The Seattle City Council is poised to increase density in neighborhoods with town house zoning. Council members should send the “Town house Reform” bill (CB 120394) back to the Land Use Committee for amendments to address the lack of tree canopy in Seattle’s densest and hottest neighborhoods. The bill in its current form fails to consider the importance of trees to human health and summer cooling.

We suggest two amendments: Vertically stacking homes, which frees space for trees without sacrificing housing, and requiring the retention or planting of at least one significant tree. With these “tree-friendly” amendments, this bill could be a meaningful step toward addressing both our housing and climate crises. 

The bill increases town house density per lot from one home per 1,300 square feet to one home per 1,150 square feet. This adds housing, but we need both housing and trees. When heat waves and wildfire smoke are commonplace, neighborhoods without mature tree canopy suffer the most. Trees provide shade and filter pollution.

As Seattle Times columnist Naomi Ishisaka previously wrote, “areas with high amounts of concrete and low numbers of trees and shade are known as heat islands.” She noted that the tree canopy needed to cool heat islands is inequitably distributed, “in nearly all urban areas, the average person of color — regardless of income — lived in an area with higher heat island intensity.” The hottest and coolest parts of Seattle can differ by 23 degrees. Seattle’s multifamily residential areas, which include town houses, are already within these urban heat islands. These are our neighbors, and they deserve access to the benefits trees provide.

Without these amendments, the legislation as approved will make Seattle’s urban heat islands, most of them in low-income and Black, Indigenous and people of color (BIPOC) communities, worse off. Trees are not mentioned in the proposed bill. The blocks of treeless town house developments in Ballard and Fremont demonstrate that even our current town house codes are creating new heat islands.

Seattle’s anticipated new tree ordinance will not help, as achieving maximum development potential will continue to take precedence over tree retention. Finally, street trees help but will not be enough to provide the 30% canopy needed to mitigate urban heat. The city’s own canopy studies show that fully planting trees on streets and in parks will only provide 12%-18% canopy cover in residential zones, far short of Seattle’s 30% goal. This 30% target is the minimum canopy level experts say is needed for measurable public health benefits.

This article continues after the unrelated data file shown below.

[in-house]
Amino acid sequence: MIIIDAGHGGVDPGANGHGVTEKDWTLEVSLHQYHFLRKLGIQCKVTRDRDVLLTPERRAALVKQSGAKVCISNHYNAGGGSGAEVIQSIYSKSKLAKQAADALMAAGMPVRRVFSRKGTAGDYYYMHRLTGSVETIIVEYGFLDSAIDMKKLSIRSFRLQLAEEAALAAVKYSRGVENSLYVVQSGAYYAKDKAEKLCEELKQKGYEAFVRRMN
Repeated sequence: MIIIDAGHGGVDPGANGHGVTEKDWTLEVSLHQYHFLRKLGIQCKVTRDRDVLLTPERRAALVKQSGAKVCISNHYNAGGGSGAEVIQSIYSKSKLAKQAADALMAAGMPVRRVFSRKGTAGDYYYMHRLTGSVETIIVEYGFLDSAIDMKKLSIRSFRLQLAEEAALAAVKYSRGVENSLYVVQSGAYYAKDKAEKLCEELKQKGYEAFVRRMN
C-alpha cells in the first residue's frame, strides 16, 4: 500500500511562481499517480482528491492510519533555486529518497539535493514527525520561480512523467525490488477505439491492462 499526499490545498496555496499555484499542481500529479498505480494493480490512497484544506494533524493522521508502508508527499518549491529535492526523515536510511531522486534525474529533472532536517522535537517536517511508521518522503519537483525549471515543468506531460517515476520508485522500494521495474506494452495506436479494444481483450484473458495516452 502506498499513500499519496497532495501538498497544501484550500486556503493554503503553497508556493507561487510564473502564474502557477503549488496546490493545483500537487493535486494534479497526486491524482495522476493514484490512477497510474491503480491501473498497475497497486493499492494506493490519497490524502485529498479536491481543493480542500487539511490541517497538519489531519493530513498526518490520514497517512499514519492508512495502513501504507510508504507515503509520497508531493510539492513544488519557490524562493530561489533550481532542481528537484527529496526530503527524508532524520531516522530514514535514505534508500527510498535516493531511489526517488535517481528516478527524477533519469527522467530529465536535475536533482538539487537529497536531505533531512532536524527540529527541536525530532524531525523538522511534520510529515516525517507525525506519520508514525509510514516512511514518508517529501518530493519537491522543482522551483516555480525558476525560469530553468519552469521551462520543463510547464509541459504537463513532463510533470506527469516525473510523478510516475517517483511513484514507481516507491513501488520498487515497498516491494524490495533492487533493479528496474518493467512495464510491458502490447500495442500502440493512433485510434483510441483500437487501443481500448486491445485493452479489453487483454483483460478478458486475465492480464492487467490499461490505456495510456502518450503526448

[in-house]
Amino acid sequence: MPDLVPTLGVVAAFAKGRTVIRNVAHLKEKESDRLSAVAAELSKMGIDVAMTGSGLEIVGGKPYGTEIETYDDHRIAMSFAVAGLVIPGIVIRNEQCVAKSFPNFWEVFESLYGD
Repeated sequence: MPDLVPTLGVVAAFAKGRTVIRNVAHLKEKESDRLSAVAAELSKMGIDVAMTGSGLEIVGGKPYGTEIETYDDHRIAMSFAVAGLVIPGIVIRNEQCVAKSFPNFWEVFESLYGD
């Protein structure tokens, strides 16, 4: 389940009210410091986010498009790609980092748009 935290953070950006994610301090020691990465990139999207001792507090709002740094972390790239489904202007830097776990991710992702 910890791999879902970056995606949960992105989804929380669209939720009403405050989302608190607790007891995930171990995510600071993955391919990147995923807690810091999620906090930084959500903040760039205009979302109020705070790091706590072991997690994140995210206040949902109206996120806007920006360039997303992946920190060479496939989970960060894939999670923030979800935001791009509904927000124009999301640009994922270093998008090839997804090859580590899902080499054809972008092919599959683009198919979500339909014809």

Advertising

So how may Seattle pursue increased density without turning its back on town house residents who also need access to shade and green space? 

Our first suggestion is to allow vertical stacking of row house and town house dwellings. This would essentially modify existing development rules to allow stacking a town house or row house over another dwelling. This could allow increased density while freeing up ground to retain trees or plant substantial shade trees. Many other cities allow this, as it provides more homes vertically, as opposed to the tall and narrow building with multiple staircases typical of Seattle’s town houses. In addition to freeing up space for shade trees, this design allows people who are not able to regularly use stairs to reside in multifamily zones. Increasing access to one-floor homes would be a positive statement about our community’s ability to welcome different types of housing that suits people of all abilities.

Our second suggestion is to require tree retention and planting. This is currently optional, as Seattle’s “Green Factor” does not require trees to be retained or planted. Among five benchmark examples of the proposed town house density provided by Seattle’s Office of Planning & Community Development, only one tree was retained, and 32 significant trees were removed. We suggest looking at paver-covered outdoor space currently dedicated to non-required parking or utility uses as good starting points for trees.

The time is now to pursue town house reform legislation that not only achieves more density, but also results in communities that have access to the health, cooling and beauty that the urban forest provides.